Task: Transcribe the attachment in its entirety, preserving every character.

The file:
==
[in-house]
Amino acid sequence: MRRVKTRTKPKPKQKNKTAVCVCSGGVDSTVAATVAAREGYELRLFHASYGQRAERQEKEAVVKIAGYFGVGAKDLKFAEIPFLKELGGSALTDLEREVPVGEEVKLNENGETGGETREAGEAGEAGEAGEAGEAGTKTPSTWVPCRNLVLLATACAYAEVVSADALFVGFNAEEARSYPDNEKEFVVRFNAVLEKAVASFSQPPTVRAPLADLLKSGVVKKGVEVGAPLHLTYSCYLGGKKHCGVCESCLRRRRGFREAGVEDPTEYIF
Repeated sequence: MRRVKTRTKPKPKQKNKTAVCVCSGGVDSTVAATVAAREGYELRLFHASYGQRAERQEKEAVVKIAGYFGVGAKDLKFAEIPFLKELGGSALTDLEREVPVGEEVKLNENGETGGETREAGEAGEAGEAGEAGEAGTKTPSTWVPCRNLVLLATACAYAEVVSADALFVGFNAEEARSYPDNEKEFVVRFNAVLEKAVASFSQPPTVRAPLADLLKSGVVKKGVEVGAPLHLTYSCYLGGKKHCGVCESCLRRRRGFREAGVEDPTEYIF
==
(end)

[in-house]
Amino acid sequence: MRRVKTRTKPKPKQKNKTAVCVCSGGVDSTVAATVAAREGYELRLFHASYGQRAERQEKEAVVKIAGYFGVGAKDLKFAEIPFLKELGGSALTDLEREVPVGEEVKLNENGETGGETREAGEAGEAGEAGEAGEAGTKTPSTWVPCRNLVLLATACAYAEVVSADALFVGFNAEEARSYPDNEKEFVVRFNAVLEKAVASFSQPPTVRAPLADLLKSGVVKKGVEVGAPLHLTYSCYLGGKKHCGVCESCLRRRRGFREAGVEDPTEYIF
Repeated sequence: MRRVKTRTKPKPKQKNKTAVCVCSGGVDSTVAATVAAREGYELRLFHASYGQRAERQEKEAVVKIAGYFGVGAKDLKFAEIPFLKELGGSALTDLEREVPVGEEVKLNENGETGGETREAGEAGEAGEAGEAGEAGTKTPSTWVPCRNLVLLATACAYAEVVSADALFVGFNAEEARSYPDNEKEFVVRFNAVLEKAVASFSQPPTVRAPLADLLKSGVVKKGVEVGAPLHLTYSCYLGGKKHCGVCESCLRRRRGFREAGVEDPTEYIF